The Environmental Protection Agency is proposing to ban most uses of methylene chloride, a solvent in adhesives, paints and coating products known to cause serious health risks and even death.
“The science on methylene chloride is clear, exposure can have serious health effects and even death, a reality for too many families who have lost loved ones to acute poisoning,” said the EPA administrator, Michael Regan, in a statement Thursday.
The agency says at least 85 people have died since 1980 from acute exposure to the “hazardous chemical,” including killing some people “trained and equipped with personal protective equipment.”
“That is why the EPA is taking action, proposing to ban most uses of this chemical and reduce exposure in all other scenarios by implementing more stringent controls in the workplace to protect the health of workers. Regan continued.
“This historic ban proposal demonstrates significant progress in our work to implement new chemical safety protections and take long-overdue steps to better protect public health.”
Even after the EPA banned the use of methylene chloride in consumer paint removal products in 2019, the chemical can still be found in industrial, commercial, and consumer settings.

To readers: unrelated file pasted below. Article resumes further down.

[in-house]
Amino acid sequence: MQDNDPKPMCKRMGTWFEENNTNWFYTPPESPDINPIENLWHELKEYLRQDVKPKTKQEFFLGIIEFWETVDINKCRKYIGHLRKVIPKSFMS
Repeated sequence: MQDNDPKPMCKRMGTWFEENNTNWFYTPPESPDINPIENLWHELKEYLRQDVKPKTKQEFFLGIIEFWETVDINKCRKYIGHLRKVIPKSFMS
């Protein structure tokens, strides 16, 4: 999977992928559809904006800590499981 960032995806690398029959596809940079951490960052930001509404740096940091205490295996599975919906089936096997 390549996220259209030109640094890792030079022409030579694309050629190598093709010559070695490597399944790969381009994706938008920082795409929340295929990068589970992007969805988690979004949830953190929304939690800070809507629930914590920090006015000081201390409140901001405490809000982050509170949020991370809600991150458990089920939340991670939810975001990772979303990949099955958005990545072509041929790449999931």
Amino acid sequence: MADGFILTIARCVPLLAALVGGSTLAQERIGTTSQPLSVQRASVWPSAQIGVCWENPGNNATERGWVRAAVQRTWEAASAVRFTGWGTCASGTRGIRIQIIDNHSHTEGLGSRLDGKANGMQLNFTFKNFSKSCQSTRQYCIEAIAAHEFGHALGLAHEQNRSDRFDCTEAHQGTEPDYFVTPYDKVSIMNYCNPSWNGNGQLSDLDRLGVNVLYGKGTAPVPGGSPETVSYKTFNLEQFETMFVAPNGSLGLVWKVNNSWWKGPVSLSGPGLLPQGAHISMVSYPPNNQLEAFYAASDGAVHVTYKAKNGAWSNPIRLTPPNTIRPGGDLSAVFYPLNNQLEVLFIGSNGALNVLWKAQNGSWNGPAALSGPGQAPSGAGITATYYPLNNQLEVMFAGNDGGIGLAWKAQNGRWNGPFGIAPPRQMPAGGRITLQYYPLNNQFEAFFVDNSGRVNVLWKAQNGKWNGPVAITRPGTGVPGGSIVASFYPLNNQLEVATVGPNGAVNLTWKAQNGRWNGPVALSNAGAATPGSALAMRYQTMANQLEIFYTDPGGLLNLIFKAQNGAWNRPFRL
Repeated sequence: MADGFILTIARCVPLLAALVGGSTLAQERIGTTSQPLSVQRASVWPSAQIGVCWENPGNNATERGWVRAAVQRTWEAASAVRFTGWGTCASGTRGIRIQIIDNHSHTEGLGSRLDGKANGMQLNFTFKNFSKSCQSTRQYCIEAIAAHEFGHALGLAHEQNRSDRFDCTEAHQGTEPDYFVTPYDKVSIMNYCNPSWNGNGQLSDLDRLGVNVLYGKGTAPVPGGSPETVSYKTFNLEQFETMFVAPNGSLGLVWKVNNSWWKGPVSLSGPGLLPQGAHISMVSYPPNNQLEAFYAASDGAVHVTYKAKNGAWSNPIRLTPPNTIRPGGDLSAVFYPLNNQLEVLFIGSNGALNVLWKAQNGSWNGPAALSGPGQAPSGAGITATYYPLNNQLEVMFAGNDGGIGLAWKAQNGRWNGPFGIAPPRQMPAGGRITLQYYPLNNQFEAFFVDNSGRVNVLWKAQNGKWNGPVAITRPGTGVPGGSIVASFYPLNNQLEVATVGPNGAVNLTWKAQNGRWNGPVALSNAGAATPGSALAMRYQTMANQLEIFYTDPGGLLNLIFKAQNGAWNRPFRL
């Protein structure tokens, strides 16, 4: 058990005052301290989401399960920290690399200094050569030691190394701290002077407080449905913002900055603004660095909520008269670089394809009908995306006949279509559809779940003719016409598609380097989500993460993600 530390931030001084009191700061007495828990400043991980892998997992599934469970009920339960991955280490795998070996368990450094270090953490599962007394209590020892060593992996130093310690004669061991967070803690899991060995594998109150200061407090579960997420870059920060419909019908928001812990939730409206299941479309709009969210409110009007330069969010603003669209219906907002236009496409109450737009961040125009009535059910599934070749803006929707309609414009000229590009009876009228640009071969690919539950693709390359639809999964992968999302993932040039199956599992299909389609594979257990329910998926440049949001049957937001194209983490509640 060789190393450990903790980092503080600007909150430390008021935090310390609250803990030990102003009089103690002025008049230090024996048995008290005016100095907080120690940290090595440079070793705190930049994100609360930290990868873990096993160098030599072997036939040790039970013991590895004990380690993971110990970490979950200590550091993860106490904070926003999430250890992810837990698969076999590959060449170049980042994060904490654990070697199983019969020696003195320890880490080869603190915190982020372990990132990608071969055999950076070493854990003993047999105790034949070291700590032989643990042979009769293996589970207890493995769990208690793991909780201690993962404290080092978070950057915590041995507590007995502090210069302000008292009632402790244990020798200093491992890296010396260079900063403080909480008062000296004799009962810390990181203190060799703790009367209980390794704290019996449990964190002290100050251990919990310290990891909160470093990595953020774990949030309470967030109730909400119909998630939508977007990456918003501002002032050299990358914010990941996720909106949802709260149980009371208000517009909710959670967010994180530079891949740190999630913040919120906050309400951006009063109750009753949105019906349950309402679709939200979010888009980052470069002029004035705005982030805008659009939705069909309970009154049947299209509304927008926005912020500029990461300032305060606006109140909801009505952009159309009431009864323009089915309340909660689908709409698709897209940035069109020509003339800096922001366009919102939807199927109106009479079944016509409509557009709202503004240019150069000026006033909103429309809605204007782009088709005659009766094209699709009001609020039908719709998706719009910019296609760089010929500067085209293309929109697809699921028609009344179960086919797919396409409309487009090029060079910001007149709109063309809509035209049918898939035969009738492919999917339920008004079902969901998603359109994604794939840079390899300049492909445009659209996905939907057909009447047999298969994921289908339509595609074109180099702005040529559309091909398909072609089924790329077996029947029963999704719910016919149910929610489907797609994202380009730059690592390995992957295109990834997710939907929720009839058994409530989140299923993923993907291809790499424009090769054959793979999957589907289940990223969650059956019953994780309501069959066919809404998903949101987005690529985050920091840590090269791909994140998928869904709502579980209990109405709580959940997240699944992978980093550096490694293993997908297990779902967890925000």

Dichloromethane is found in spray degreasers, paint and coating brush cleaners, adhesives, and sealants.
The neurotoxic fluid, which is colorless and volatile, has been linked to eye, skin, liver and heart problems. Symptoms include dizziness, nausea, drowsiness and numbness or tingling in the extremities, according to the Centers for Disease Control and Prevention.
The agency says the chemical can also cause certain types of cancer.
The EPA submitted its proposal Thursday under the Toxic Substances Control Act, a law that took effect in 1976.
The proposed ban would phase out the manufacturing, processing, and distribution of methylene chloride for all consumer uses and most industrial and commercial uses within 15 months. Effective and similarly priced alternatives are available, the agency said.
In scenarios where the use of methylene chloride would not be prohibited, the EPA is proposing a workplace chemical protection program with “strict exposure limits to better protect workers.”
NASA, the Department of Defense and the Federal Aviation Administration could continue to use the chemical.
Wendy Hartley’s son Kevin died in 2017 after inhaling methylene chloride while repairing a bathtub. The Tennessee mom is applauding the EPA for the proposed ban.
“No mother should have to face that,” she said in the EPA statement about her son’s untimely death. “The EPA is proposing to ban commercial use of it as a bathroom cleaner once and for all, and I urge the agency to quickly finalize the rule and ensure that no other mother has to go through what I went through.”